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Recursive Bayes Learning (cont’d) Then, can be written as follows: n=1,2,…

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Recursive Bayes Learning -Example p(θ)

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Recursive Bayesian Learning (cont’d) (x 4 =8) In general:

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Recursive Bayesian Learning (cont’d) ML estimate: Iterations p(θ/D 4 ) peaks at Bayesian estimate: p(θ/D 0 )

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Multiple Peaks For most p(x/θ) choices, p(θ/D n ) will have peak strongly at given enough samples; in this case: There might be cases, however, where cannot be determined uniquely from p(x/θ); in this case, p(θ/D n ) will contain multiple peaks The solution p(x/θ) should be obtained by integration in this case:

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ML vs Bayesian Estimation Number of training data – The two methods are equivalent assuming infinite number of training data (and prior distributions that do not exclude the true solution). – For small training data sets, they give different results in most cases. Computational complexity – ML uses differential calculus or gradient search for maximizing the likelihood. – Bayesian estimation requires complex multidimensional integration techniques.

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ML vs Bayesian Estimation (cont’d) Solution complexity – Easier to interpret ML solutions (i.e., must be of the assumed parametric form). – A Bayesian estimation solution might not be of the parametric form assumed. Prior distribution – If the prior distribution p(θ) is uniform, Bayesian estimation solutions are equivalent to ML solutions. – In general, the two methods will give different solutions.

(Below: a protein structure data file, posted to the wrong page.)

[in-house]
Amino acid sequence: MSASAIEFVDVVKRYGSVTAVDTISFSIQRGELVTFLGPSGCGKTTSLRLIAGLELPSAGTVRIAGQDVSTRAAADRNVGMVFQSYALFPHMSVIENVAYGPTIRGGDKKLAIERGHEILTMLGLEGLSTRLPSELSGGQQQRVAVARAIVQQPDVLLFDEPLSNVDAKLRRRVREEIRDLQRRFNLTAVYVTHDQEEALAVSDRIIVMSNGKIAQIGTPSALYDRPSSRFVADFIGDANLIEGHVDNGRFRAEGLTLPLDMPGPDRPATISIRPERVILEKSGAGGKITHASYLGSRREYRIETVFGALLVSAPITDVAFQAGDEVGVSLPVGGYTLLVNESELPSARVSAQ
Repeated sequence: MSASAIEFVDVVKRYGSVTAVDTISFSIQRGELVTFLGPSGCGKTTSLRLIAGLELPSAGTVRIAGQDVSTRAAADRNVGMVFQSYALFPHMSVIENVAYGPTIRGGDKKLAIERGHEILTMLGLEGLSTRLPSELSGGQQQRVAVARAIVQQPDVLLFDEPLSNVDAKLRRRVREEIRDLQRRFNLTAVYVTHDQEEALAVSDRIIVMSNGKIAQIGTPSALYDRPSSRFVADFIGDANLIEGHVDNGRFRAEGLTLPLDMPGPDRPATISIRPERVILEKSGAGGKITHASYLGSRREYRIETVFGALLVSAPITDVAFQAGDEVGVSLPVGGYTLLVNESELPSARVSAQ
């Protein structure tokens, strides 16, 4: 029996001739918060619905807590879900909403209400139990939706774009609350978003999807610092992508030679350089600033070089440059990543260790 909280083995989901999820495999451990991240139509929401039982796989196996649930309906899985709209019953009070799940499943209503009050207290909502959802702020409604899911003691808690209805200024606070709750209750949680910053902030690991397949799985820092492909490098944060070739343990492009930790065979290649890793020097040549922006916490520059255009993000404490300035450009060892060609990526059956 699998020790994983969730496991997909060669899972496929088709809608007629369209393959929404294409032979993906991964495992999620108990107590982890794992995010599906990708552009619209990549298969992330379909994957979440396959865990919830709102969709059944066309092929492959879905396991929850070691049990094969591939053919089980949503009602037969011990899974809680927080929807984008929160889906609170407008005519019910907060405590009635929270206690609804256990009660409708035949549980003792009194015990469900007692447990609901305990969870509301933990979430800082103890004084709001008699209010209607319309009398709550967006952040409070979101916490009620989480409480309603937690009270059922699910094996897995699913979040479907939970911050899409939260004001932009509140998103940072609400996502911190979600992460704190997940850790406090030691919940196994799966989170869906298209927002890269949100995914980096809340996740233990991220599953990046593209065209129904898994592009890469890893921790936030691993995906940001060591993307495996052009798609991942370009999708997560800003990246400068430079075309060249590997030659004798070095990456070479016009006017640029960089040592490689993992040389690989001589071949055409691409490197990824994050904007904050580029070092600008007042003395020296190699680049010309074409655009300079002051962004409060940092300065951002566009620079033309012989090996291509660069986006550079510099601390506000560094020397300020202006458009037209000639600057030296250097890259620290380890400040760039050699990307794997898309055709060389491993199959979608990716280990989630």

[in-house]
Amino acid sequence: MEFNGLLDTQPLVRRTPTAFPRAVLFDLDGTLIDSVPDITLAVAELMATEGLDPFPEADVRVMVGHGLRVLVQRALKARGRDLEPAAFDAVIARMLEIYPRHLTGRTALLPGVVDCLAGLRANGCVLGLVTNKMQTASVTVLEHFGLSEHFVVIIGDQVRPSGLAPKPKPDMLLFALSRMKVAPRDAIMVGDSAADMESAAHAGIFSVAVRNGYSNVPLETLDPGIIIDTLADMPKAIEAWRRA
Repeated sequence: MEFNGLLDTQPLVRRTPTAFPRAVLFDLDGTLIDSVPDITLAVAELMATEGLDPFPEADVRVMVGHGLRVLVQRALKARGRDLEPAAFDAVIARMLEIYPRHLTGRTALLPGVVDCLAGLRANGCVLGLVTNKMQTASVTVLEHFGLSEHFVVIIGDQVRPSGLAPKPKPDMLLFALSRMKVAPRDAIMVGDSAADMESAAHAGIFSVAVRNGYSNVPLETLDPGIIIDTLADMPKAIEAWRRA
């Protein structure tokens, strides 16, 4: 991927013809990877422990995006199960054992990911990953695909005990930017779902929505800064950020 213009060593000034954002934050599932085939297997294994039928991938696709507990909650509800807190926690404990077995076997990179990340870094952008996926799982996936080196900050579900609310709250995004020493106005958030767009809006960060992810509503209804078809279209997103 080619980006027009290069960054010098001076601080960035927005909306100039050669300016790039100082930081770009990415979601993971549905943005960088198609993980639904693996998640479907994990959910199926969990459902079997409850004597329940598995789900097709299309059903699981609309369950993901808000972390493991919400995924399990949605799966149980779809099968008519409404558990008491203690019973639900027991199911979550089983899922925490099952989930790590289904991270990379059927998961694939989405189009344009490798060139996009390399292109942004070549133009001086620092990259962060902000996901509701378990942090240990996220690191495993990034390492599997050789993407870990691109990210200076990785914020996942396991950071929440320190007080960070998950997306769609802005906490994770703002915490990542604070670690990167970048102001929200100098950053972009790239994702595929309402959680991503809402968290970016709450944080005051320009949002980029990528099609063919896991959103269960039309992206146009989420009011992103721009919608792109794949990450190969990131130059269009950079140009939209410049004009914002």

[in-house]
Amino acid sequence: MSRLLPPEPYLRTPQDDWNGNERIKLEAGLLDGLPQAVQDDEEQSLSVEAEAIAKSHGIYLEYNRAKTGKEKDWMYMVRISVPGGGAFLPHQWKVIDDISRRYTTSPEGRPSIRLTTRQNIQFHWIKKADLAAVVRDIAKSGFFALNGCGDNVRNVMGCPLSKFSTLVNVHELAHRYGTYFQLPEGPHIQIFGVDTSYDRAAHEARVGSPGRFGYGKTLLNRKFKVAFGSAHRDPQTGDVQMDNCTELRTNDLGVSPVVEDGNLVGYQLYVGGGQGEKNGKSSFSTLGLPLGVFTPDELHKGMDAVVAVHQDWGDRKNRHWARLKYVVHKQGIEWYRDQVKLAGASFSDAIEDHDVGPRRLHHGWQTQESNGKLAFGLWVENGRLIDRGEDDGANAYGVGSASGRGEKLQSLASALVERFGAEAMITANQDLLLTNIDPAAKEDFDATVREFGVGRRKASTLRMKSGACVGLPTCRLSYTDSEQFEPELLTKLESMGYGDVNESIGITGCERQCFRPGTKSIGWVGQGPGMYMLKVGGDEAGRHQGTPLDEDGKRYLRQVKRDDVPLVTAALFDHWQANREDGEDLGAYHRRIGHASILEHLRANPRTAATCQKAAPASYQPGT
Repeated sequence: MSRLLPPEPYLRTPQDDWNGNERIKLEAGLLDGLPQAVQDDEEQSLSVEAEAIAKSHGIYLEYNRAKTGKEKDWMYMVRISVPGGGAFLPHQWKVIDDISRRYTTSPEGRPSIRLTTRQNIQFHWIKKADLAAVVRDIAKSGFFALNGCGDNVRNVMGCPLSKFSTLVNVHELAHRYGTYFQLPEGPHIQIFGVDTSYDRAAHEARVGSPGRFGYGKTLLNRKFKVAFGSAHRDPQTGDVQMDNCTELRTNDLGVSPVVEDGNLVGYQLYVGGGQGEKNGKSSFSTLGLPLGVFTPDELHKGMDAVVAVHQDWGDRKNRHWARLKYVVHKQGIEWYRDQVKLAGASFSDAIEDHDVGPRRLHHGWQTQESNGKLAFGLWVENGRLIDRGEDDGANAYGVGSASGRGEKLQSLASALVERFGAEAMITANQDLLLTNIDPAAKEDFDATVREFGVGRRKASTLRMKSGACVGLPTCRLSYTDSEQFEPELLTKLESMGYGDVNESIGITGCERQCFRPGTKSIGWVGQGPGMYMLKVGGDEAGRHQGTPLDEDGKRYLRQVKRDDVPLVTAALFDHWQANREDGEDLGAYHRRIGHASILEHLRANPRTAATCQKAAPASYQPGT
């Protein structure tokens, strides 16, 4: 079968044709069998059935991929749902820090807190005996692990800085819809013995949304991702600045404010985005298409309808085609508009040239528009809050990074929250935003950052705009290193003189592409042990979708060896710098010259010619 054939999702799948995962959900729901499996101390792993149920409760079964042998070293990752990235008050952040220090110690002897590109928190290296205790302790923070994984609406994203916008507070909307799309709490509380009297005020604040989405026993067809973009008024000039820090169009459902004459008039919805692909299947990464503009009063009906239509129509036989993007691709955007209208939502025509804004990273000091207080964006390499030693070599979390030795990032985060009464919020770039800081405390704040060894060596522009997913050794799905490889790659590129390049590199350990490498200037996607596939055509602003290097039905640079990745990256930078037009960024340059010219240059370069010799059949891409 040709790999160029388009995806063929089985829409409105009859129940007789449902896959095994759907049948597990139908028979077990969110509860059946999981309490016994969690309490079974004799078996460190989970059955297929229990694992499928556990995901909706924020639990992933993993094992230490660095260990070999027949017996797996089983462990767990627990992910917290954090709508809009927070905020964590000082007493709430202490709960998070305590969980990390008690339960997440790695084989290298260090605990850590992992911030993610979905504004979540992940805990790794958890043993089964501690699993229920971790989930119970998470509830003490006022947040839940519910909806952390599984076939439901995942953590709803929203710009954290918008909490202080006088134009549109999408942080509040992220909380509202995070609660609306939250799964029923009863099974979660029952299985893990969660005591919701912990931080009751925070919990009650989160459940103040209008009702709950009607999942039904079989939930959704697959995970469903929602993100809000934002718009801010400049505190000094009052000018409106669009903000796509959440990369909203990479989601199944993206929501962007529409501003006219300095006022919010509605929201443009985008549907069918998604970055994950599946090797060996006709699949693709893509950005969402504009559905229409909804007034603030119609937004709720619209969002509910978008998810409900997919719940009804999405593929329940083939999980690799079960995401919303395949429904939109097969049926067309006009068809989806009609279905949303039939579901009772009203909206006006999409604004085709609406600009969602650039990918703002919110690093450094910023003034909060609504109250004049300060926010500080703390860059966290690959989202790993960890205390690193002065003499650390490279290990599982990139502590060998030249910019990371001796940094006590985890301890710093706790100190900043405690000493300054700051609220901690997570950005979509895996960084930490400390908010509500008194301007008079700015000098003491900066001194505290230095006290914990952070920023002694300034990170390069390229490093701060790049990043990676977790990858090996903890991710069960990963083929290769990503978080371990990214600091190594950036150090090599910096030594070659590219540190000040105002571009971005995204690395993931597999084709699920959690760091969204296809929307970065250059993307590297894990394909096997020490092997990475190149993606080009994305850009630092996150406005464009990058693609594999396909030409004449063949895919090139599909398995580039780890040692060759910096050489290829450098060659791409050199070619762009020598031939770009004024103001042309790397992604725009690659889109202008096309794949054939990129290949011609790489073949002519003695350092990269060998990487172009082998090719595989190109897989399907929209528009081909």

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ML vs Bayesian Estimation (cont’d) General comments – There are strong theoretical and methodological arguments supporting Bayesian estimation. – In practice, ML estimation is simpler and can lead to comparable performance.

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Computational Complexity O(dn) O(d 2 n) O(d 2 ) O(1) O(n) dimensionality: d # training data: n # classes: c O(d 3 ) ML estimation Learning complexity (n>d) These computations must be repeated c times! d(d+1)/2 O(dn)

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Computational Complexity O(1) O(d 2 ) Bayesian Estimation: higher learning complexity, same classification complexity Classification complexity These computations must be repeated c times and take max dimensionality: d # training data: n # classes: c

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Main Sources of Error in Classifier Design Bayes error – The error due to overlapping densities p(x/ω i ) Model error – The error due to choosing an incorrect model. Estimation error – The error due to incorrectly estimated parameters (e.g., due to small number of training examples)

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Overfitting When the number of training examples is inadequate, the solution obtained might not be optimal. Consider the problem of fitting a curve to some data: – Points were selected from a parabola (plus noise). – A 10th degree polynomial fits the data perfectly but does not generalize well. A greater error on training data might improve generalization! Need more training examples than number or model parameters!

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Overfitting (cont’d) Control model complexity. – Assume diagonal covariance matrix (i.e., uncorrelated features). – Use the same covariance matrix for all classes and consolidate data. – Shrinkage technique: Shrink common covariance matrix to identity matrix: Shrink individual covariance matrices to same covariance: